Exclusive: Russian central bank, ex-B&N co-owner in talks over 140 billion rouble bailout settlement - sources

MOSCOW (Reuters) - Russia’s central bank is in talks with oil tycoon Mikhail Gutseriyev over 140 billion roubles ($2 billion) his family owe after a banking group they owned was bailed out two years ago, four sources familiar with the talks said.

FILE PHOTO: People are seen outside the headquarters of B&N Bank in Moscow, Russia September 20, 2017. REUTERS/Grigory Dukor/File Photo

If agreed, the settlement deal would allow Gutseriyev and his brother, Sait-Salam, to avoid a potential lawsuit from the central bank, two of the four sources said. The central bank has used legal action in attempts to recover losses relating to the bailouts of two other banks, Otkritie and Promsvyazbank.

The central bank rescued B&N bank and Rost bank, both part of the Gutseriyev family’s Safmar business empire, along with privately-owned Otkritie and Promsvyazbank, in 2017.

The central bank has since spent more than 2 trillion roubles supporting Otkritie, B&N and Promsvyazbank. It aims to recover at least some of these funds from the ex-owners directly and through the courts, as well as by selling assets.

For B&N, the central bank provided a 57 billion rouble capital injection and it has stumped up another 800 billion roubles in liquidity for Rost bank.

According to the four sources, who are close to Trust bank, now Russia’s “bad bank”, and to the Gutseriyev family, the central bank, via Trust bank, is discussing a plan under which Mikhail and Sait-Salam Gutseriyev would pay 140 billion roubles to settle part of the central bank’s bailout costs.

The sources did not explain how the 140 billion rouble figure was calculated by the central bank.

Three of the four sources said that Mikail Shishkhanov, Mikhail Gutseriyev’s nephew, who was overseeing the family’s banking business, will not be part of the debt deal.

Gutseriyev and Shishkhanov have already transferred some of their assets to the central bank following B&N’s bailout. The sources said the Gutseriyev family could pay the central bank back in cash and assets over the next five years.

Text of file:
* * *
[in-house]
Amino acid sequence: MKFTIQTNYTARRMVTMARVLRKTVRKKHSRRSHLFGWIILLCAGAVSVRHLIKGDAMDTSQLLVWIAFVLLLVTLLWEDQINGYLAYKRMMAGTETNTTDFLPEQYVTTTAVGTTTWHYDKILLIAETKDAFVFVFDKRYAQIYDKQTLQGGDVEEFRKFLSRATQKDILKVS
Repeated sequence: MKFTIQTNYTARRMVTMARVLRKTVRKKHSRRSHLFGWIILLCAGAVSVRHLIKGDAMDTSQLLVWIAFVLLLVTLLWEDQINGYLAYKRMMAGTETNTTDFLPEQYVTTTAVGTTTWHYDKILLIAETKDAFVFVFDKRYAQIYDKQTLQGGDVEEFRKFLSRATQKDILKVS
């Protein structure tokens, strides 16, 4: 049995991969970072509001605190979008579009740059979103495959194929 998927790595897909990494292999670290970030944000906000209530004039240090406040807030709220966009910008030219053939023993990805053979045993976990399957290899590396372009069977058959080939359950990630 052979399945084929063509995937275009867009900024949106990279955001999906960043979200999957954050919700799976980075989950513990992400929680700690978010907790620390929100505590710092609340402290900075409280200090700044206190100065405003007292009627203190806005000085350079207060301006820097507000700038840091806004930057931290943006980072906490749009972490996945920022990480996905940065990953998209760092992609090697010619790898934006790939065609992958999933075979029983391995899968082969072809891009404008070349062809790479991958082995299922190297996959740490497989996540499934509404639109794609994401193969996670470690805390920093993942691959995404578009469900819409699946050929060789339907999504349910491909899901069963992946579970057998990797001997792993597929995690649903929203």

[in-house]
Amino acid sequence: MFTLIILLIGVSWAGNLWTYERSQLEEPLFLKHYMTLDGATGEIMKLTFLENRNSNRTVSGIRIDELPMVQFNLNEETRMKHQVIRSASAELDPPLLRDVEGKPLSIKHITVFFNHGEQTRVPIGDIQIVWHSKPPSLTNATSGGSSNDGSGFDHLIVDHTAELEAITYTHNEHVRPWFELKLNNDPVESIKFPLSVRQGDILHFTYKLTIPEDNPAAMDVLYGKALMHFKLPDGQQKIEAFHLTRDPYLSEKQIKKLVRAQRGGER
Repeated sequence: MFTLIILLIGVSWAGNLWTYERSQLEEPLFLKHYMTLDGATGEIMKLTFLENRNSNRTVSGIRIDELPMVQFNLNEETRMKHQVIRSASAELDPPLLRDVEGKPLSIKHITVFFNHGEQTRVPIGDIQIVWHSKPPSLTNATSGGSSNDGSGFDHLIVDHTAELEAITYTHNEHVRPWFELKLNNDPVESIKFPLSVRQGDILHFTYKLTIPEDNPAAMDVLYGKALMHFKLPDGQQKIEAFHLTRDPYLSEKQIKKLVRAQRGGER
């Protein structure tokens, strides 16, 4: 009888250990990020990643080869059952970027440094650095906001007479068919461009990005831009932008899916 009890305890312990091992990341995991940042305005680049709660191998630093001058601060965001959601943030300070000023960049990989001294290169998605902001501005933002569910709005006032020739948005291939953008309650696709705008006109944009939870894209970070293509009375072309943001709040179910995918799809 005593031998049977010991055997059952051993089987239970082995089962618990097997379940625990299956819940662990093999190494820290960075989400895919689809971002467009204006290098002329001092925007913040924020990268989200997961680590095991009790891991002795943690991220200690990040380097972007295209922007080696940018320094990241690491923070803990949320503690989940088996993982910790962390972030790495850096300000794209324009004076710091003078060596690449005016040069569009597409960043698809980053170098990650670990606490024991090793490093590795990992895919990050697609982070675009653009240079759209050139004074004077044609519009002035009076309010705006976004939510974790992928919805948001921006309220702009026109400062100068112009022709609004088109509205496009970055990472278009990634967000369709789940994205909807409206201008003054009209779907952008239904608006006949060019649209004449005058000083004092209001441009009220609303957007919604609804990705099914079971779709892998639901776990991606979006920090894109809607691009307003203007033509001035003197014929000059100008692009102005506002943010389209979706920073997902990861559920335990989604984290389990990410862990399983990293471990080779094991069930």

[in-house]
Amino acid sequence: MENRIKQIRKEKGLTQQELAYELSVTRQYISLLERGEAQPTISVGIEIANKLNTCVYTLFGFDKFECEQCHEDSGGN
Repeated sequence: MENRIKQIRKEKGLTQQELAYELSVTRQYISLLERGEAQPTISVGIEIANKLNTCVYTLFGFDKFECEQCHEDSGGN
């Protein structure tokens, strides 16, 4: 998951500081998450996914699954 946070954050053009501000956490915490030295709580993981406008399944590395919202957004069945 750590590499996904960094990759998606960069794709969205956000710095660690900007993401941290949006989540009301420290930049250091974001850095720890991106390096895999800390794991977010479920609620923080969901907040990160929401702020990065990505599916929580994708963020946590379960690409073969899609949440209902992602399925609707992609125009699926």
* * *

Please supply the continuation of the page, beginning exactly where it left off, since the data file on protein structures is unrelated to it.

“This is a very good deal for Gutseriyev,” said one of the four sources, who is close to Gutseriyev, adding that the deal with the central bank, if reached, would allow him to avoid a court case.

Safmar, a holding company for the Gutseriyev’s family assets, including B&N and Rost banks before their bailouts, declined to comment. The central bank did not reply to a Reuters request for a comment.

Trust bank declined to comment. Shishkhanov’s cell phone was going straight to voicemail.

Vasily Pozdyshev, a deputy central bank governor, told Vedomosti newspaper in August that the central bank aimed to recover 750 billion roubles to 800 billion roubles from the banks’ former owners using lawsuits, including from B&N.

It has already filed cases against the ex-owners of Otkritie and Promsvyazbank, claiming 290 billion roubles and 282 billion roubles, respectively.

Mikhail and Sait-Salam Gutseriyev are among co-founders of Safmar, which holds investments from oil to financial assets and real estate.

As part of the rescue of Russia’s three largest private lenders, the central bank split the assets into “good” and “bad”, with most of the troubled assets transferred last year to Trust Bank, formerly part of the Otkritie banking group.

B&N and Otkritie’s healthy assets were merged and became FC Otkritie, which the central bank plans to sell in the next two to three years.

The central bank said at a time of the bailouts that they stemmed from the banks’ adoption of aggressive business models at a time when Russian state banks were losing business following Western sanctions imposed over Moscow’s role in the Ukraine crisis. The Russian economy was also being hit by weak oil prices.

Writing by Katya Golubkova; Editing by Catherine Evans